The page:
Now that Goldman Sachs has succeeded in its mission of helping Apple fend off David Einhorn’s demand that it raise a two hundred plus billion dollars of preferred stock, I guess it’s time for someone at Goldman to sit down with Apple and say “now, guys, really, you ought to think about raising two hundred billion dollars of preferred stock, it’s just the sensible thing to do.” Or something. This debt-financed share-buyback plan doesn’t sound like too much fun for the bankers:
On April 23, Cupertino, California-based Apple said it would return an additional $55 billion in cash to shareholders to compensate for a stock that’s dropped on signs that the company’s growth is slowing. Although it has $145 billion of cash, Apple said it will use debt to help finance a total capital reward of about $100 billion to shareholders. …
Because investment-grade debt offerings typically pay low fees, banks may offer to do the transaction for little or no charge, [Sanford Bernstein analyst Brad] Hintz said.
“This is going to be a prestige-per-share, not an earnings-per-share, deal,” said Hintz, who worked as Morgan Stanley’s treasurer and as the chief financial officer at Lehman Brothers Holdings Inc. earlier in his career. “We’re really talking about a deal that’s going to be done as close to gratis as you can get.”
The amount Apple will be raising is a little unclear but $50 billion over the next three years is … possible? Maybe?1Read more »
I’m beginning to get the hang of how Deutsche Bank works, which seems to be:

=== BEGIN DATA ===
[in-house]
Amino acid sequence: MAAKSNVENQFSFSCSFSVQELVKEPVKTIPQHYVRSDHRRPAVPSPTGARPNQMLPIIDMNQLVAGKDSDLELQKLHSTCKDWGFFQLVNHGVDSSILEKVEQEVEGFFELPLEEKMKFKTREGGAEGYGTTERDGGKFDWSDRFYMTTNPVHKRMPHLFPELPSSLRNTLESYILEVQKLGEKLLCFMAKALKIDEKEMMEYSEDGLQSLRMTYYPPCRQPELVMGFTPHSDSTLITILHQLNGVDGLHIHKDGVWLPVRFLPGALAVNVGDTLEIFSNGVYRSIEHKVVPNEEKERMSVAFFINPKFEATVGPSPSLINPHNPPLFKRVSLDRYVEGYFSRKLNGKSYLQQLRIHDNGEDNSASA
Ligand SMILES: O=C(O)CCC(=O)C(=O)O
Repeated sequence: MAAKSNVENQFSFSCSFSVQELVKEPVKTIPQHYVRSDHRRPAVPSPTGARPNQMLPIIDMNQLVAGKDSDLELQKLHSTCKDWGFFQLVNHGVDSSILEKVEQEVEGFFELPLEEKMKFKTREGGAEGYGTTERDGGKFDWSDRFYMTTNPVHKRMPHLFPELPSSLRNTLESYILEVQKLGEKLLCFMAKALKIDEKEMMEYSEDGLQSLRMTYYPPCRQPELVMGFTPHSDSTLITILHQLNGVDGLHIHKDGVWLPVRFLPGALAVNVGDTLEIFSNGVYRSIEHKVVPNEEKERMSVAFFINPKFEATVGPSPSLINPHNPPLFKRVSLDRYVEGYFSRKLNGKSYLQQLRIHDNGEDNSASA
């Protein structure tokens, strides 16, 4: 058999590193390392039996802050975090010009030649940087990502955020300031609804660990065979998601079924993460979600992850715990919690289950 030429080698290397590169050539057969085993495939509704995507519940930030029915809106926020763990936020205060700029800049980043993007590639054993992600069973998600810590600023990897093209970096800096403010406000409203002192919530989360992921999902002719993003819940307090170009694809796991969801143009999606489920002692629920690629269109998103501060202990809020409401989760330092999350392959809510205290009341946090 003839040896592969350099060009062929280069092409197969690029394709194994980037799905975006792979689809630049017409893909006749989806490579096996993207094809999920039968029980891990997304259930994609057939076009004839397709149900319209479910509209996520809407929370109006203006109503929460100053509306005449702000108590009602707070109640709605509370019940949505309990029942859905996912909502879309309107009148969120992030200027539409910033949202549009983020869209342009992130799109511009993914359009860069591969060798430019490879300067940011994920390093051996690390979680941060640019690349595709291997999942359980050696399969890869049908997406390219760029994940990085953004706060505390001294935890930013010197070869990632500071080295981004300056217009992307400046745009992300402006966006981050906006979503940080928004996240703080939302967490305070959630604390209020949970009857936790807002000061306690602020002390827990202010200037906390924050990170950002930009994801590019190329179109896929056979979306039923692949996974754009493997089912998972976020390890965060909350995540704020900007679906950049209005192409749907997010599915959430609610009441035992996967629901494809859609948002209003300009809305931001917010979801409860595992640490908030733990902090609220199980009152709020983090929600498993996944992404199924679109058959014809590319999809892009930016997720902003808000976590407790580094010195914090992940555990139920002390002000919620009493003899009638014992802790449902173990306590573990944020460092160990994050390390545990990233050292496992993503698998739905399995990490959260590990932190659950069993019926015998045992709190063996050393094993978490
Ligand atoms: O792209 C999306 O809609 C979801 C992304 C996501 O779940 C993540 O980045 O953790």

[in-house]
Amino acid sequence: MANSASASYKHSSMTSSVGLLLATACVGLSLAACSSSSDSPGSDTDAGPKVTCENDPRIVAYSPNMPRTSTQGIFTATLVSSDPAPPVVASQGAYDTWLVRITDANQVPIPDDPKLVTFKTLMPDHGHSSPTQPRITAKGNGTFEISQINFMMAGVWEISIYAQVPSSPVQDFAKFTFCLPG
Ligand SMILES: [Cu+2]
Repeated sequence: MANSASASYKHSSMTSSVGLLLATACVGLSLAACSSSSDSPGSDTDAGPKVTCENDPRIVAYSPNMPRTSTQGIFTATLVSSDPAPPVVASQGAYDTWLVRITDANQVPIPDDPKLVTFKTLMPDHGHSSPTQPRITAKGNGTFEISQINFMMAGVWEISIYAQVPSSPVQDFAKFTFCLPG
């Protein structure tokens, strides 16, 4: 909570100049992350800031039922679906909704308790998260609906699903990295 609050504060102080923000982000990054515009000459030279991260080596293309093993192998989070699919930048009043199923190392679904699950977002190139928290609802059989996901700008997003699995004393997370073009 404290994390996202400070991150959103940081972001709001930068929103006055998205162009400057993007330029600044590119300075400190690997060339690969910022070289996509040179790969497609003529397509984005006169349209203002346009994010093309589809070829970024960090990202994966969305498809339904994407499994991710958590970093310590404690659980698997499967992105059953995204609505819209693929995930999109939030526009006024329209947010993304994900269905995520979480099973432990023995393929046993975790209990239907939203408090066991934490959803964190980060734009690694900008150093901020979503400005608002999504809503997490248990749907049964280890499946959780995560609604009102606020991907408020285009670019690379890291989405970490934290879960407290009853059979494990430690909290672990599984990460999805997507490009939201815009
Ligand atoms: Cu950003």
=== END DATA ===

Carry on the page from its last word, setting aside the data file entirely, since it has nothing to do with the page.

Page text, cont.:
When they lose money, that strengthens their capital position, and
When they make money, that weakens their capital position, requiring them to sell shares.
Maybe? Three months ago we talked about how … well, I said “Deutsche Bank Improved Its Balance Sheet By Losing A Lot Of Money,” which I guess seemed funnier at the time, but to be fair (1) Bloomberg said “Deutsche Bank ‘took pain’ in the quarter by booking a loss to boost its capital ratio without selling shares,” which is about equally funny or unfunny, and (2) Deutsche did in fact have a 4Q loss of €2.2bn and yet increased its Tier 1 capital ratio by 90bps.
Today, on the other hand, Deutsche pre-announced – good! positive! €1.7bn! – first-quarter earnings and also:
The Management Board of Deutsche Bank AG resolved today, with the approval of the Supervisory Board, to execute a capital increase, which is intended to raise gross proceeds of approximately EUR 2.8 billion. The purpose of the capital increase is to strengthen the equity capitalisation of the bank. Read more »
Hedge fund manager Phil Goldstein once said that when Massachusetts Secretary of the Commonwealth Bill Galvin looks in the mirror in the morning, he sees Eliot Spitzer. Granted, he said this before certain aspects of Client Number Nine’s private life hit the front pages, but the point was made.
And while Spitzer moves from one failed media venture to another—undoubtedly paying very close attention to a certain South Carolina House race—Galvin still carries the torch and a copy of the Bay State’s securities law. That law must be unusually broad, because he’s used it to fine a German bank $17.5 million for naughtiness related to a CDO created with an Illinois-based hedge fund. Read more »
Disgraced though HSBC may be, what with the $4 billion-plus it paid in fines to regulators last year, and the 17% drop in profit that entails, the old Hongkong and Shanghai Banking Corp. managed to shrink less than its friends in Frankfurt in an unusual race backwards, thereby dethroning the Germans as Europe’s largest bank. Read more »